Rank 0L prep - 1L courses most helpful to least helpful

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whattodo2008
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Re: Rank 0L prep - 1L courses most helpful to least helpful

Postby whattodo2008 » Tue Mar 23, 2010 8:34 pm

I read "A Civil Action." Thoroughly enjoyed it. Also reading "Learning Legal Reasoning" by Delaney. Just occasional reading. If I'm not in the mood, then I won't do it. I understand the arguments not to prep, but I don't see how casual reading will hurt. I read just to get the gist. I have GTM. Kind of skimmed it, don't put too much emphasis on the examples because I don't know the laws. Just reading more to see the reasoning aspect.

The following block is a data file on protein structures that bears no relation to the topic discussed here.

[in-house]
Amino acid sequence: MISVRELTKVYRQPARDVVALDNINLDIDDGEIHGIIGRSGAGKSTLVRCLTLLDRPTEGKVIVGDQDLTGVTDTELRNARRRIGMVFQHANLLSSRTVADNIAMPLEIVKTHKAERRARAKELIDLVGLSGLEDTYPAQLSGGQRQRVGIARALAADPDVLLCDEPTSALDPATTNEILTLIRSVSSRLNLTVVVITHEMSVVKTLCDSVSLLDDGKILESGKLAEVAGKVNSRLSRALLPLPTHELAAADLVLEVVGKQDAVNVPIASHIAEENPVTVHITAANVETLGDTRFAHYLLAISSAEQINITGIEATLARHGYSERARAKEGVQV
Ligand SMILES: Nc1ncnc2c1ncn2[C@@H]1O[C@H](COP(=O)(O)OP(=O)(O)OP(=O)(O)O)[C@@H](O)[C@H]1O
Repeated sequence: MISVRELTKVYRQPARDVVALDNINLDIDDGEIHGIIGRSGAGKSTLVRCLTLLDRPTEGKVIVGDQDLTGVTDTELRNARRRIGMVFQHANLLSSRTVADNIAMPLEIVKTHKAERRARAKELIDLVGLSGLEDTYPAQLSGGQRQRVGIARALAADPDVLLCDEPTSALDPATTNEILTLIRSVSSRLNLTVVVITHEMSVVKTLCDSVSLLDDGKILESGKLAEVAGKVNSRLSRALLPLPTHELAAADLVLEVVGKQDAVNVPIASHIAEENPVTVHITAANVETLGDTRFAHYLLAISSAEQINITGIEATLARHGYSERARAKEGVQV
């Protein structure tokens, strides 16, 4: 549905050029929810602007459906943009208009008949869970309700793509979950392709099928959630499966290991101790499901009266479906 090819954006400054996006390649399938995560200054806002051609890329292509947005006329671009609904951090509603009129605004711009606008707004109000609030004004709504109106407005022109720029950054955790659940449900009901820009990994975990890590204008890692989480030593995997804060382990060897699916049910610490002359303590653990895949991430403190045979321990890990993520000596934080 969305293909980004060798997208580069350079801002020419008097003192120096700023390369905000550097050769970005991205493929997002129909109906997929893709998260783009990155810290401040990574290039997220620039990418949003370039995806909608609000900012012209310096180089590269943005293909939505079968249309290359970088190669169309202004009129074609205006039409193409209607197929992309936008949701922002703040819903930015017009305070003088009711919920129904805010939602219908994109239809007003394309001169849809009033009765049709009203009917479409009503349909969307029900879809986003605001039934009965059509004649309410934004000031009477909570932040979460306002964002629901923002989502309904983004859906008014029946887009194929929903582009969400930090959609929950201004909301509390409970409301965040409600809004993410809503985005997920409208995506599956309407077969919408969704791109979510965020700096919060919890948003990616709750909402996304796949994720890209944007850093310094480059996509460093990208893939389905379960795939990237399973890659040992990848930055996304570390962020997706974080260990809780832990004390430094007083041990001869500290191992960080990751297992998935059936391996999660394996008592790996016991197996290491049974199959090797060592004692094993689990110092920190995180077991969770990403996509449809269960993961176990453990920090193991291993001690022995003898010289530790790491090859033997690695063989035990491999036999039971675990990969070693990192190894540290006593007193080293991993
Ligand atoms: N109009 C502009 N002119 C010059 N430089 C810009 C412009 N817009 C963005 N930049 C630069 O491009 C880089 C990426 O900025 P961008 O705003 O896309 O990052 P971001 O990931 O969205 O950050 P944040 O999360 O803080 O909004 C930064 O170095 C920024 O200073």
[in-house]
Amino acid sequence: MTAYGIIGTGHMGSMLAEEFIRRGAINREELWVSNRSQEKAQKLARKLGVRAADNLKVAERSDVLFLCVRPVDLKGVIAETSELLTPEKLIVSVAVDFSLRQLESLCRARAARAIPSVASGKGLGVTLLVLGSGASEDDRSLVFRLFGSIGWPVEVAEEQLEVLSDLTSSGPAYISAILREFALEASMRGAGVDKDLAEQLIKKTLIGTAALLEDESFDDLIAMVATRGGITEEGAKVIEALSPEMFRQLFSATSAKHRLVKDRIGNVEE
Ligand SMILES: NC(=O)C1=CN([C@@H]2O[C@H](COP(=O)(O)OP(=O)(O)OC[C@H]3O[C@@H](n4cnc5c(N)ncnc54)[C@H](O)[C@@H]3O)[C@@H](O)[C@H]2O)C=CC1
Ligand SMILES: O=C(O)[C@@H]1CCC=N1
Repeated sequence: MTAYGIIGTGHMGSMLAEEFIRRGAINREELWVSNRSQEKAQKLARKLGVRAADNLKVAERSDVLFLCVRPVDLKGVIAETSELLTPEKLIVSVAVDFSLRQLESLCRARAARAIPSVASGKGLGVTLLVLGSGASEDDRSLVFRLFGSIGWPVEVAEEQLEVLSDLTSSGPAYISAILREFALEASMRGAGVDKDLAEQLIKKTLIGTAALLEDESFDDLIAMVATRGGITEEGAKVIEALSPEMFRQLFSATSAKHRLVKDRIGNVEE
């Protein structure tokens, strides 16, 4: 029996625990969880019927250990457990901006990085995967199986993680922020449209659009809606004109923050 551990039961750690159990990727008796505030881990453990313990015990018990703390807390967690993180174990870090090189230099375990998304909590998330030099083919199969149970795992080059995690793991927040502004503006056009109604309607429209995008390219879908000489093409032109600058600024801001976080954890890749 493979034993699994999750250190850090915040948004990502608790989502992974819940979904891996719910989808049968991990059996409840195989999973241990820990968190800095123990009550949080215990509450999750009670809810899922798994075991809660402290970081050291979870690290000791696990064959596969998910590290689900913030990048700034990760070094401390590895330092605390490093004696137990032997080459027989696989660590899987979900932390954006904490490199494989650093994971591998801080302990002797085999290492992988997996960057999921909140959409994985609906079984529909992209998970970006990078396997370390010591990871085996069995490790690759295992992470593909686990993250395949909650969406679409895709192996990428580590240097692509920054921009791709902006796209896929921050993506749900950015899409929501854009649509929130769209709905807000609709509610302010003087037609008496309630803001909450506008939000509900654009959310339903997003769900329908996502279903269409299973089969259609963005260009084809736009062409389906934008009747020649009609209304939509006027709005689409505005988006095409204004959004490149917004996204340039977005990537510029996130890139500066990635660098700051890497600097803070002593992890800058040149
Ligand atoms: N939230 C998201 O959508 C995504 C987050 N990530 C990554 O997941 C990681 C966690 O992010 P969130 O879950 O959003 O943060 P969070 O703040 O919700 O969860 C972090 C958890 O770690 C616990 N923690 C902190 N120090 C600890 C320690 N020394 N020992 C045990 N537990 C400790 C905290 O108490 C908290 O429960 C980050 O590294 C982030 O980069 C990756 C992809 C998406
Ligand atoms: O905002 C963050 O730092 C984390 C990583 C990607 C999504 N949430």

Did any of you do LEEWS? and if so, I'm guessing you did this after you got to school right? Hope this post is not frustrating to too many of you guys who have done exceptionally well during your first year. Thanks.

BobSacamano
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Re: Rank 0L prep - 1L courses most helpful to least helpful

Postby BobSacamano » Tue Mar 23, 2010 8:35 pm

c0rpusdelicti wrote:Your argument doesn't wash. First off, none of you are the legal equivalent of "master saxophonists" - at best, you could be considered students at some institute of saxophone instruction. The individual who decides to do 0L prep reading hasn't bought a sax to incompetently and arrogantly toot it about. He or she has done the equivalent of buying the "Saxophone for Dummies" book and is attempting to become familiar with the peculiarities of saxophone tooting before he or she begins their program of face-to-face, intensive instruction in the field.